I’m Overwhelmed With Self-Help
Right now, I’m thinking, what should I be doing?
I constantly feel the need to question what I’m doing, whether my time could be better spent doing something else. This is not an anxiety disorder or special condition only I am victim to. This is a symptom of a culture that I’ve subscribed to.
With such good intentions and actionable advice, it feels as though it could not possibly do any harm. But of course, for anything involving work, there ensues burnout. I’ve gotten burned out before from trying to enact too many habits, or just feeling pressured to. But right now is a little different.
I’ve been consuming a lot of information recently. And while learning is a great thing, I’m starting to realize that learning and consuming are very different.
I’m trying my best to actively engage with the content I’m reading and watching, but at a certain point, the value diminishes. I can only learn so much in a day, and after a certain point, I’m just cluttering my mind with more sequences of words that may or may not be important.
Reading has become super trendy now because self-help has become more popular, because why not learn more and derive more meaning from your life through the words of other people? It’s all fun and good, but there comes a limit. A great story is a great story, and it doesn’t exhaust you to read it. If anything, you are energized by your engagement to keep reading. A lot of the content out there now is not like this. A lot of content is just spewing intuitive information and simple but less valuable concepts. I read so much of this because it has an intriguing-enough title, and I feel like I should read it. I feel like I should know how many miles I should run every day to get the maximum benefit, or why this person stopped waking up at 5 am. But it takes effort to engage with things, and if they’re going to be low quality, I’m exhausting my effort and getting nothing back.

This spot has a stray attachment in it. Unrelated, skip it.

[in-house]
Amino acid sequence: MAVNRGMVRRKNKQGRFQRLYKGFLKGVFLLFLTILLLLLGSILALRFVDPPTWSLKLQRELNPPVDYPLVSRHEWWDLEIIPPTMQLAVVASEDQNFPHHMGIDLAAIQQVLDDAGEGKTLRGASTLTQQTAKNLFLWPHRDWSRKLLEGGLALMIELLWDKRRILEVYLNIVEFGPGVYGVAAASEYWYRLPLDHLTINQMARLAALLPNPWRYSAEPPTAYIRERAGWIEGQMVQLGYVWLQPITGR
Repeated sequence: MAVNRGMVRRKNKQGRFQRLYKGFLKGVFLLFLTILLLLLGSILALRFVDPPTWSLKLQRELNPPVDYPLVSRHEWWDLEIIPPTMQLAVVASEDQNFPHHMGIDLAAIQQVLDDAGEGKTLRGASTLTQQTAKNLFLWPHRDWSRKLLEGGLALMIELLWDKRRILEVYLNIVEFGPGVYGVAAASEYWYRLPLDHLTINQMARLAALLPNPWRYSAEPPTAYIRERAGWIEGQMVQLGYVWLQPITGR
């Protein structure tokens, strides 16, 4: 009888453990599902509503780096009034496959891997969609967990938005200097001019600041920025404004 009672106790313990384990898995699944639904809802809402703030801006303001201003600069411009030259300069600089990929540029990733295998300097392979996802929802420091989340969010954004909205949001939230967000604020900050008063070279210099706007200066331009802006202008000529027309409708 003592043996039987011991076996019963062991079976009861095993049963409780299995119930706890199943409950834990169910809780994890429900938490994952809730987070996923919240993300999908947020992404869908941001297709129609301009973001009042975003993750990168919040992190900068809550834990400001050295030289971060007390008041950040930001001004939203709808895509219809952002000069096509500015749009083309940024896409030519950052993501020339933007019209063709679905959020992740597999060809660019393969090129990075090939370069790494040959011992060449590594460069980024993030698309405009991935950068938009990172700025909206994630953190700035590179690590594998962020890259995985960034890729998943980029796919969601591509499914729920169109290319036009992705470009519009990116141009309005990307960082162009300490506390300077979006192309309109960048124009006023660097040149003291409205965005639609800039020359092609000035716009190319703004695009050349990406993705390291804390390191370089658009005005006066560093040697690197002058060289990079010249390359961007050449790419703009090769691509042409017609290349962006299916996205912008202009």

Our lives have changed so that at the end of the day, we think of the value of our day in terms of how productive we were, or how many things we did, or if we kept up with our habits, or accomplished certain things on our to-do lists. Nobody just lives their lives anymore, we constantly evaluate ourselves. It may have started out with good intentions, but it has only become a source of discontentedness for me. We want to improve ourselves so we can accomplish things so we can find happiness and fulfillment, but once again I’ve found myself losing sight of happiness while chasing it.
It’s time to return to a less complicated life.